The following article outlines the salary sacrifice scheme in which one can sacrifice part of their salary for a material payment. The tax can be reduced or completely exempt on certain benefits.
A salary sacrifice is an agreement between an employer and an employee to change the terms of employment contract to reduce the employee’s entitlement to cash pay. This sacrifice is usually made in return for some form of non-cash benefits.
The salary sacrifice can be financially beneficial for both employer and employee. For example, some non-cash benefits can be wholly or partially exempt from Income Tax and National Insurance Contributions (NICs).
Although a salary sacrifice cannot reduce an employee’s cash earnings below the National Minimum Wages Rate.
What to do
If an employee wants to opt in or out of a salary sacrifice arrangement the employer must first alter their contract with the change. The employee’s contract must be clear on what their cash and non-cash entitlements are at any given time.
The terms of the Salary Sacrifice may be altered where a ‘lifestyle change’ significantly alters an employee’s financial circumstances. For example, if the employee gets married, divorced, or an employee’s spouse or partner becomes redundant or pregnant.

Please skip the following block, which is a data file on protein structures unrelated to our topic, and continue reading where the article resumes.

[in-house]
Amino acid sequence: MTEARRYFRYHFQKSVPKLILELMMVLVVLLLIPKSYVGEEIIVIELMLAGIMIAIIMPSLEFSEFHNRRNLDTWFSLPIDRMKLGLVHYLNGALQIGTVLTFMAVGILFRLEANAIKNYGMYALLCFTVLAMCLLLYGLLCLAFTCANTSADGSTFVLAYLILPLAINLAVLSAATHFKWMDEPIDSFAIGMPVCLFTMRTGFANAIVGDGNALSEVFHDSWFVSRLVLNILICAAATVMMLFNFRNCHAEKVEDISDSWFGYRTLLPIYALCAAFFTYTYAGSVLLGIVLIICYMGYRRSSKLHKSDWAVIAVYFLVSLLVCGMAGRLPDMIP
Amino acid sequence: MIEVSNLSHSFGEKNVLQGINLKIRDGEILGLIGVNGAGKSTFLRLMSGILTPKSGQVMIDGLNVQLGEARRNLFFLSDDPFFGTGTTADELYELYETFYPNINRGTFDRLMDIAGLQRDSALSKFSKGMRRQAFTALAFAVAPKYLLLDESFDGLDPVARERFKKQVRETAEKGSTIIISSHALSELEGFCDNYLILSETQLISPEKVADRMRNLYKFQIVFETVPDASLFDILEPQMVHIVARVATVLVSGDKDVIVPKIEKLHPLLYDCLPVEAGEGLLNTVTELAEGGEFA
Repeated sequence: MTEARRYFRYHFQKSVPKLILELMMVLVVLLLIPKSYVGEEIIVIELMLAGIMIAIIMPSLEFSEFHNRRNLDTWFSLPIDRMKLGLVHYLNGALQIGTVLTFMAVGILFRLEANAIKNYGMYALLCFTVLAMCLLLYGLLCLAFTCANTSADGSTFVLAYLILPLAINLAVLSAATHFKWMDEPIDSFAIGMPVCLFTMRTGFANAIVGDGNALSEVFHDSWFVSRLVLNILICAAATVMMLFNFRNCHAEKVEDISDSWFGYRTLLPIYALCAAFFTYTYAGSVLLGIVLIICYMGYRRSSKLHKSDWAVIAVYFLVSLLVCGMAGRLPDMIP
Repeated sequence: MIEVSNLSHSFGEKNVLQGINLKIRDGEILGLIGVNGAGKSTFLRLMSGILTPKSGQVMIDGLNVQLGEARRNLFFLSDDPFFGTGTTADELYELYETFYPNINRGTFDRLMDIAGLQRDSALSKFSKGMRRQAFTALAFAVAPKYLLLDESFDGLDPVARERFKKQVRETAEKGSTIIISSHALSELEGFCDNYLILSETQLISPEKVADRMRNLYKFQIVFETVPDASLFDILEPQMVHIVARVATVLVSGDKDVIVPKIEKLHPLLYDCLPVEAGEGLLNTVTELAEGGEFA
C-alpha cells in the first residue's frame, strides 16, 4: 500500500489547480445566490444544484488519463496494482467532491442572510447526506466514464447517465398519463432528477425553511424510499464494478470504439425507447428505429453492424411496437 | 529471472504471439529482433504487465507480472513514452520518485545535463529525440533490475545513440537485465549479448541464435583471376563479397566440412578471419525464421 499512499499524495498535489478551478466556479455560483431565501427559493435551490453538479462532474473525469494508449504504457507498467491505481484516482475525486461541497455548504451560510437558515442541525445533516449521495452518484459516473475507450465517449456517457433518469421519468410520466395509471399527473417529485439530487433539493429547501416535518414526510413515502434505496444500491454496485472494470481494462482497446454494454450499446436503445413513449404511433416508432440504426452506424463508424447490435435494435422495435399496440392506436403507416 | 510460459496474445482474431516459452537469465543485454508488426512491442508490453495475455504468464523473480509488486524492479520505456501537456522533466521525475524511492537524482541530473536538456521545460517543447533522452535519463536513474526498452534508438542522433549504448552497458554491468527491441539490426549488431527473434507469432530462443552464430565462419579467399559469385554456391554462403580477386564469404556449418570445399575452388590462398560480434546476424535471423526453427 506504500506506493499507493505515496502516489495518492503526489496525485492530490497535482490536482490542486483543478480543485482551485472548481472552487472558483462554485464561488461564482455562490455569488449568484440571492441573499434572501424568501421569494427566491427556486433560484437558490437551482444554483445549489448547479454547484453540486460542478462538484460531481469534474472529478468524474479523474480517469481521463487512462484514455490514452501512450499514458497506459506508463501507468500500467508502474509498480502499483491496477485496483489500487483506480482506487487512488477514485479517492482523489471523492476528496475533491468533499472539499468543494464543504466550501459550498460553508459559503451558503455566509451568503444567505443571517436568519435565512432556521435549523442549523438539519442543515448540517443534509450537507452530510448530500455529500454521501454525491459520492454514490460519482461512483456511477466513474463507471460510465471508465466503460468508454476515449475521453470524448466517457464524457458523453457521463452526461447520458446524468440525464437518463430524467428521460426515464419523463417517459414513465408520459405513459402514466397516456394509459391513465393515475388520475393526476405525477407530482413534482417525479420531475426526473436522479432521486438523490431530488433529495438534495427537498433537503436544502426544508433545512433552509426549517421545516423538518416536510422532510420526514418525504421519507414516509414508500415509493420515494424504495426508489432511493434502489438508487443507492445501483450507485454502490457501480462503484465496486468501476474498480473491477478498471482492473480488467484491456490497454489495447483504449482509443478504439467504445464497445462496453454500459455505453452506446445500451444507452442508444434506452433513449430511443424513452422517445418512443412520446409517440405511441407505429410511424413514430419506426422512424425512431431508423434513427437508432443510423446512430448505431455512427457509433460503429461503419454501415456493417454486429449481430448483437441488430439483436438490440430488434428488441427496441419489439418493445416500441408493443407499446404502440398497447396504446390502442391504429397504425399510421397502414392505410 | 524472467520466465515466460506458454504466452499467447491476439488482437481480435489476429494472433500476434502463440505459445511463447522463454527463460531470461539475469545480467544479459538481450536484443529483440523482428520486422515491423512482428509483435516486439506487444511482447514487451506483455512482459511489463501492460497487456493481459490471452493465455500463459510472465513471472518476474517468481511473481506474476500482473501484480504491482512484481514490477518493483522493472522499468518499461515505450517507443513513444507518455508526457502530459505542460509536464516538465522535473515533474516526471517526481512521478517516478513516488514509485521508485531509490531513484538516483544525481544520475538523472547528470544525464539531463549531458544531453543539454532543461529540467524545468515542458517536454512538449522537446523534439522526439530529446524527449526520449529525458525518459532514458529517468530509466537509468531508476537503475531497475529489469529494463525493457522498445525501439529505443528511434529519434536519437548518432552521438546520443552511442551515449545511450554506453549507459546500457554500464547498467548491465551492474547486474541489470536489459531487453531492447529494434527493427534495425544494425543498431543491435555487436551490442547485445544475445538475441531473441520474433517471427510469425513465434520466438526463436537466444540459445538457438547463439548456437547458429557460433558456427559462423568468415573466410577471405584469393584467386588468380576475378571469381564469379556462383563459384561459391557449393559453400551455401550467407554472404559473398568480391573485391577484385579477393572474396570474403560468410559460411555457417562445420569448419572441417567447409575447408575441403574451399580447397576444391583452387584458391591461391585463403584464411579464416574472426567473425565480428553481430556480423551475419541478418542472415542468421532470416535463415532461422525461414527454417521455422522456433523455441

Tax and NICs
Some non-cash benefits qualify for an exemption from tax and or National Insurance Contributions. If this is the case for a benefit and employer provides to an employee as part of a salary sacrifice, any conditions that apply to the exemption must be satisfied.
Your employer’s responsibility is to ensure that they pay and deduct the right amount of tax and NICs for the cash and benefits they provide. For reporting the non-cash benefits to HMRC at the end of the year, the forms P11D or P9D must be submitted along with any other payroll submissions though the PAYE scheme.
Once the salary sacrifice is in place, the employer can ask the HMRC Clearances Team to confirm the Tax and NICs implications.
HMRC Clearances Team
21 Victoria Avenue
Southend on Sea
Alternatively they can email the HMRC Clearances Team at email@example.com
Earning Related Benefits
Salary Sacrifice can affect an employee’s entitlement to earnings related benefits such as Maternity Allowance and Additional State Pension. The amount they receive may be less than the full standard rate or they may lose the entitlement altogether.
Contribution Based Benefits
Salary Sacrifice can affect an employee’s entitlement to contribution based benefits such as Incapacity Benefit and State Pension. Salary Sacrifice may reduce the cash earnings on which NICs are charged. Employees may therefore pay less or no NICs.
Salary Sacrifice can affect the amount of statutory pay an employee receives. It can cause some employees to lose their entitlement altogether. If a salary sacrifice arrangement reduces an employee’s average weekly earnings below the lower earnings limit, then the employer doesn’t have to make any statutory payments to them.